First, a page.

The RPSP/PAJPH follows the Uniform Requirements for Manuscripts Submitted to Biomedical Journals, which was developed and is maintained by the International Committee of Medical Journal Editors (ICMJE), and it is listed among the journals that follow these requirements. These guidelines, also known as the "Vancouver Style," apply to the entire journal, including ethical considerations, such as authorship and contributorship, peer review, conflicts of interest, privacy and confidentiality, protection of human subjects and animals in research, as well as editorial and publishing issues such as advertising, overlapping publications, references, and registering clinical trials.

The RPSP/PAJPH strongly recommends that authors follow the best research protocols available. Research protocols are described in the EQUATOR Network Resource Centre. Also, a complete list of the major biomedical research reporting guidelines is maintained and published by the U.S. National Library of Medicine. The most frequently used in the public health field are: CONSORT (for randomized controlled clinical trials), TREND (for nonrandomized evaluations of behavioral and public health interventions), STROBE (for observational studies in epidemiology), MOOSE (for meta-analyses of observational studies), QUOROM (for systematic reviews and meta-analyses of randomized trials), as well as the COCHRANE handbook (for systematic reviews of interventions).

Following WHO and ICMJE recommendations, the RPSP/PAJPH will require registration of clinical trials in a public trials registry as a condition of consideration for publication. The RPSP/PAJPH does not advocate one particular registry, but recommends that authors register clinical trials in one of the registries certified by WHO and the ICMJE that are available at the International Clinical Trials Registry Platform. The clinical trial registration number will be published at the end of the abstract and will have a link to the corresponding registry.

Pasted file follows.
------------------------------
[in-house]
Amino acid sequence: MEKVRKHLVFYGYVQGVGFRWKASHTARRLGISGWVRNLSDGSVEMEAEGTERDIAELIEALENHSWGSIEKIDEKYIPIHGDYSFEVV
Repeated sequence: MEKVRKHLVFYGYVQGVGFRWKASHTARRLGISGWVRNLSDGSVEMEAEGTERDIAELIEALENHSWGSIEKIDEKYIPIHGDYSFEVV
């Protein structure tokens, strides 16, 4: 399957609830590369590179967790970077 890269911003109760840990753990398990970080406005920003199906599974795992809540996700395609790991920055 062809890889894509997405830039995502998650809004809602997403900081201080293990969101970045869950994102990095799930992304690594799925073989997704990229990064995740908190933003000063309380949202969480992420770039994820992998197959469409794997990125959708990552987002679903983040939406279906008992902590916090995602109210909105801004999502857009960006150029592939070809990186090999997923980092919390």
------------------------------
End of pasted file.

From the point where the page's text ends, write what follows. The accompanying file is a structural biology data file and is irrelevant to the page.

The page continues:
When reporting experiments on human subjects, authors should indicate whether the procedures followed were in accordance with the ethical standards of the responsible committee on human experimentation (institutional and national) and with the Declaration of Helsinki (first revision of 1975 and sixth revision of 2008). When reporting experiments on animals, authors should indicate whether the institutional and national guide for the care and use of laboratory animals was followed.

1.7 Conflict of interests

Authors are requested to provide full information about any grant or subsidy to cover research costs received from a commercial or private entity, national or international organization, or research support agency.

The RPSP/PAJPH adheres to the ICMJE recommendations for disclosure of competing interests. The ICMJE asks authors to disclose four types of information: associations with commercial entities that provided support for the work reported in the submitted manuscript, associations with commercial entities that could have an interest in the submitted manuscript, financial associations involving family, and other relevant nonfinancial associations. The information provided through these disclosures helps the reader to better understand the relationship between the authors and various commercial entities that may have an interest in the information reported in the published article.